Why the Saudi takeover at Newcastle United floundered at the final hurdle


The £300 million deal to buy Newcastle United – which was christened 'Project Zebra' by those putting it together in a nod to the club's famous striped shirts – was never black and white.

Unfortunately it was always far more complicated, emotional, political – geo-political in fact when it came to Middle Eastern relations – than that. Now almost three years after a takeover was first mooted with financier Amanda Staveley attending Newcastle’s Premier League fixture at home to Liverpool in October 2017 it is – finally it seems – off.

In the end it was not the objection raised by the Qatari-owned beIN Sports over the theft of Premier League broadcast rights or a critical World Trade Organisation report or, indeed, the protests over Saudi Arabia’s human rights record that directly scuppered it.

It was the Premier League not being satisfied that the Public Investment Fund, which was taking an 80 per cent stake in the club, was independent on the Saudi state. In fact although it has not ruled on the takeover yet the Premier League insisted the connection had to be formally established. “They wanted the state of Saudi to effectively be a director of the football club and that was impossible. The directors and owners test was written for individuals not a state,” a senior source said.

It seemed, in fact, the Premier League did not want a club to be effectively owned by a country and wanted the Saudis to sign a so-called “Form Five” which would have meant a state basically being bound to the Premier League’s rules. Maybe that was a tactic to ensure there was no further piracy?

At the same time the PIF categorically insisted that although its chairman is Mohamed bin Salman, the deputy prime minister, it was an autonomous investment vehicle and not controlled by the state. It made its own investments, it said, and that independence was enshrined in its charter.

Even the personal intervention of Yasir Al-Rumayyan, the governor of the PIF, who spoke to Premier League chief executive Richard Masters and the new chairman Gary Hoffman, did not remove the impasse while an offer of arbitration was rejected by the buyers.

It is remarkable to think that the deal to sell was struck back in March, just before the coronavirus hit, when, finally, there was a face-to-face meeting between Mike Ashley and the PIF’s representatives in Hampstead, northwest London close to where the Newcastle owner lives.

After that there was, according to sources, a degree of so-called “back-channelling” with the Premier League to establish it would be okay with the PIF becoming the majority shareholder with 10 per cent being taken by RB Sports and Media, which is run by the Reuben Brothers, and the final 10 per cent going to PCP Capital Partners, led by Staveley who had brokered the deal.

What has stunned the bidders is that for weeks they felt they had reassurances of no so-called “red flags” before that suddenly changed more than two months into the process.

The involvement of the PIF – the Arab state's sovereign wealth fund – was huge. It was undoubtedly their highest-profile, significant and controversial attempt to move into football which is the most followed sport in Saudi. Staveley was at the Future Investment Initiative (Saudi’s ‘Davos in the Desert’ event) in October last year and held talks with the PIF which, sources say, was key in bringing them onboard.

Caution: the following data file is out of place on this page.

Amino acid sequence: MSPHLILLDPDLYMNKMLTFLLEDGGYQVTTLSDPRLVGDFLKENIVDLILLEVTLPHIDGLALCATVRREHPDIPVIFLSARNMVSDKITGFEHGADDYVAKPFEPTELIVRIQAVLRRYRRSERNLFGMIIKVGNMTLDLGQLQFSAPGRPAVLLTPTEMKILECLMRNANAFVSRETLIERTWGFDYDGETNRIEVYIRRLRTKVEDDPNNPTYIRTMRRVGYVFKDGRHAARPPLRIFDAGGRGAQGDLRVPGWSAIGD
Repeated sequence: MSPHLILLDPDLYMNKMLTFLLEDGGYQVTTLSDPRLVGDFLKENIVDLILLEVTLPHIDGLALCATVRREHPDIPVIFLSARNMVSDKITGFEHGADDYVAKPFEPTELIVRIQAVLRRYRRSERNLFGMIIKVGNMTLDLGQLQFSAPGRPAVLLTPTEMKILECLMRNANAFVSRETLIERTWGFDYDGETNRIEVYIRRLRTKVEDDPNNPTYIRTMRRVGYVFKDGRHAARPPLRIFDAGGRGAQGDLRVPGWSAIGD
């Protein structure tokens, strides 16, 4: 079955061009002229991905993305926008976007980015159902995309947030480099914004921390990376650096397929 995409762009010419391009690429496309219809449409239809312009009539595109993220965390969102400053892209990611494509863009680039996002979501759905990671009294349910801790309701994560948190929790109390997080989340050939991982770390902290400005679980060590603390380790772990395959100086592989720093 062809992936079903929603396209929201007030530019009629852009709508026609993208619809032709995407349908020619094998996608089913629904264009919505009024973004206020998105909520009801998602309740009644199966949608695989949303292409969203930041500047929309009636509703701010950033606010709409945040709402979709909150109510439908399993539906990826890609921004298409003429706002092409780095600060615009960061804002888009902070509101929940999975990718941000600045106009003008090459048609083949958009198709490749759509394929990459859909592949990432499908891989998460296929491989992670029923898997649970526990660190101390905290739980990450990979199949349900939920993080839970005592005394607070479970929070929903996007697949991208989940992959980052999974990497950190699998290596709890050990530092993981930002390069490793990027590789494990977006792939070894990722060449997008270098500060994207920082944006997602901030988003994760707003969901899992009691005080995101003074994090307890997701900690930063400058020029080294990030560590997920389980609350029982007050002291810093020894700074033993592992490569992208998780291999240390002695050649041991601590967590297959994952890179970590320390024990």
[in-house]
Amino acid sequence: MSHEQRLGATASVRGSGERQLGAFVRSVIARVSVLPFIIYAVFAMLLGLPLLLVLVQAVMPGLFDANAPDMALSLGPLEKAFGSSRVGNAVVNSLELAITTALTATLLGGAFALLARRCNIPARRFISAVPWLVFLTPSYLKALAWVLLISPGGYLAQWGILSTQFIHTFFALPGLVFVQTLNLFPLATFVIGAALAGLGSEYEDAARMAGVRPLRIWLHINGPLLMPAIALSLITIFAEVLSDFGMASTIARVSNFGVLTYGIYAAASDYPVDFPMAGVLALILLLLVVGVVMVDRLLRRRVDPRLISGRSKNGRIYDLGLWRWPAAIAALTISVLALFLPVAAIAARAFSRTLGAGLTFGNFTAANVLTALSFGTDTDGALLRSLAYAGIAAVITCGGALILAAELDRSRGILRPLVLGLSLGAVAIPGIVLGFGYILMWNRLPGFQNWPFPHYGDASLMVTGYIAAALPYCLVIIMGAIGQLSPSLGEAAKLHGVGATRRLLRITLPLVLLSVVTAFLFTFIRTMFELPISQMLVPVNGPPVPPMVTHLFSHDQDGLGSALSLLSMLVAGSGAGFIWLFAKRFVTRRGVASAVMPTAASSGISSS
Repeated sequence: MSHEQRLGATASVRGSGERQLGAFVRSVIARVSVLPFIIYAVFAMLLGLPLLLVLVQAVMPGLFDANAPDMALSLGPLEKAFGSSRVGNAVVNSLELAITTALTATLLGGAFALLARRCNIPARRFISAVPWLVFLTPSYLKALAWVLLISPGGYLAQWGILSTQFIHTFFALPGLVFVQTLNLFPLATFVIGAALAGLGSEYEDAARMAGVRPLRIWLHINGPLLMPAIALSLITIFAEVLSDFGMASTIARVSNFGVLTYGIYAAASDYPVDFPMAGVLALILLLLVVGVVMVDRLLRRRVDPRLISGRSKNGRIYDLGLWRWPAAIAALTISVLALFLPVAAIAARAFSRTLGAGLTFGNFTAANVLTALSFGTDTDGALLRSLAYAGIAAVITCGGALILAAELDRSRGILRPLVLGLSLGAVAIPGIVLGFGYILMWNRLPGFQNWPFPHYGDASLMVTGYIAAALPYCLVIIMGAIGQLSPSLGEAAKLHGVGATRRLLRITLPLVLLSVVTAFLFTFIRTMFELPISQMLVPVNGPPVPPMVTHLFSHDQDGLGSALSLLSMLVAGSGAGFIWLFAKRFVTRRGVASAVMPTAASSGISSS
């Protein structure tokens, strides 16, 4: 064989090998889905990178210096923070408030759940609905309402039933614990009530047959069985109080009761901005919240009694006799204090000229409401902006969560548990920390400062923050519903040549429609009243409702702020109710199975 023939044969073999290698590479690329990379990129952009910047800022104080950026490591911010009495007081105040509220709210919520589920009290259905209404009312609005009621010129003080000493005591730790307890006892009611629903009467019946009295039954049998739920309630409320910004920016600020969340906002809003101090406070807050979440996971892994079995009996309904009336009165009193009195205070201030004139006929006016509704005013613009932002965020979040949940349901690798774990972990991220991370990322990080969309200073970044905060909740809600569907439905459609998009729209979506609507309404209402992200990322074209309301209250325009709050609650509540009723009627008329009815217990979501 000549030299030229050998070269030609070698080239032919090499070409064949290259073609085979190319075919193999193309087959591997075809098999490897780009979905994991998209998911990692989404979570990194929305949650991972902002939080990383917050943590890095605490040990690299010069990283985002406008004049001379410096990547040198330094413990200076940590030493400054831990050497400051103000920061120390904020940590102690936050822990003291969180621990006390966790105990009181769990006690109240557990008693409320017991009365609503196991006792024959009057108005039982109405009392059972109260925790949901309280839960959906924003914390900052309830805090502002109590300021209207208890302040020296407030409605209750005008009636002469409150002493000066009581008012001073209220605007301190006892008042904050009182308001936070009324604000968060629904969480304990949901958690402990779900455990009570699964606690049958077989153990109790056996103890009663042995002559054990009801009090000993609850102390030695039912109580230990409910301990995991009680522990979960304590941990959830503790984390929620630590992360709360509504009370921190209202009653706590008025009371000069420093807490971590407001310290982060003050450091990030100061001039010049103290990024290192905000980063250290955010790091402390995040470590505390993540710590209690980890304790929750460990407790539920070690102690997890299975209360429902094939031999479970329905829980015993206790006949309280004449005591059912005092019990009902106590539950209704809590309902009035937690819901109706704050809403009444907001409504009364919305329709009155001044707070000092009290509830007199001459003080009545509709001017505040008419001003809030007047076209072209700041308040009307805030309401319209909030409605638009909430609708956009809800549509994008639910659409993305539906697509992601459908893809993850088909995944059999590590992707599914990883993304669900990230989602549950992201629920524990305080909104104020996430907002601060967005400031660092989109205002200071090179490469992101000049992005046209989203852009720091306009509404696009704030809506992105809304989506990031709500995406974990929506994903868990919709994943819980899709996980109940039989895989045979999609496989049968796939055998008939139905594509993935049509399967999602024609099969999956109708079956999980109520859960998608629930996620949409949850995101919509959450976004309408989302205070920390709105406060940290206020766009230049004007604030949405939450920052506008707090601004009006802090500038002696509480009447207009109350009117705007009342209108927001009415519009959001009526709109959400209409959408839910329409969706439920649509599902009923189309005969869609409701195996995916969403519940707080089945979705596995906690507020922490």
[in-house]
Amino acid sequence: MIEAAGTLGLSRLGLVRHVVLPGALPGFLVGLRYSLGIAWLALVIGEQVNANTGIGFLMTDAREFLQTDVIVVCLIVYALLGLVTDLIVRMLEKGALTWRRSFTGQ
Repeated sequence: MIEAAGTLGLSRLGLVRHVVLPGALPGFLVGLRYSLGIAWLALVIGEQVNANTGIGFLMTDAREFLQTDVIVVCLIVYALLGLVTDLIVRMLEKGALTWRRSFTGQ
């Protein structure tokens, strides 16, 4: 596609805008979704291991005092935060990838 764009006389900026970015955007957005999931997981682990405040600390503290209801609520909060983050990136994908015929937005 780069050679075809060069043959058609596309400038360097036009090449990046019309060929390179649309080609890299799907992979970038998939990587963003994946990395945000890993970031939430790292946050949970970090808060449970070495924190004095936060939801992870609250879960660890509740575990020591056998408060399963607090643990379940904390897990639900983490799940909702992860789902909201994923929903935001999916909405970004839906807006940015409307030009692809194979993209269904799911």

Questions will now be asked about the PIF’s involvement given Sheikh Mansour, the deputy prime minister of the United Arab Emirates, was able to buy Manchester City in 2008 will little difficulty because the takeover was framed as a private transaction. Why did the Saudis not follow this model?

The plan was actually to announce a deal in January when Al-Rumayyan, who was to become Newcastle’s chairman, registered a company called NCUK Investment Limited which was designed to buy 100 per cent of the club’s shares from MASH – Mike Ashley Holdings. As revealed by Telegraph Sportit was only on March 24 that the Premier League was formally notified by Newcastleand the buyers of the intention to complete the deal with the paperwork finally submitted and subject to the owners and directors test.

The initial delay was not over price, a £340 million deal was agreed in principle some time ago, and although there has been renegotiation to just over £300m given the current economic climate, it was not a problem. There were further renegotiations with Ashley as the delay dragged on but they were not deal-breakers.

It was always complicated and not least by the fact that there were three parties, and therefore three set of lawyers, on the buying side. The pandemic also slowed matters further and maybe it was just doomed to failure although the buyers are pinning the blame firmly on the Premier League.

But undoubtedly the involvement of beIN Sports, the Qatari-owned broadcaster, who lobbied aggressively against the takeover amid accusations that the Saudis were being the piracy of sports rights, was also significant.

At one point the Premier League even employed external legal advice to try and pick its way through the claims and counter-claims with the fear that it may be sued by one of its biggest broadcast partners.

The collapse of the takeover is a severe personal blow for Staveley who has now failed in a number of attempts to buy Newcastle, and has had her credentials questioned, but has never been so close.

Above all though it is a huge disappointment for the Newcastle fans who, whatever the ethics of the club being bought by the Saudis, were desperate to leave the loveless marriage with Ashley and see some serious investment in their club. Unfortunately it does not appear it will happen through ‘Project Zebra’.


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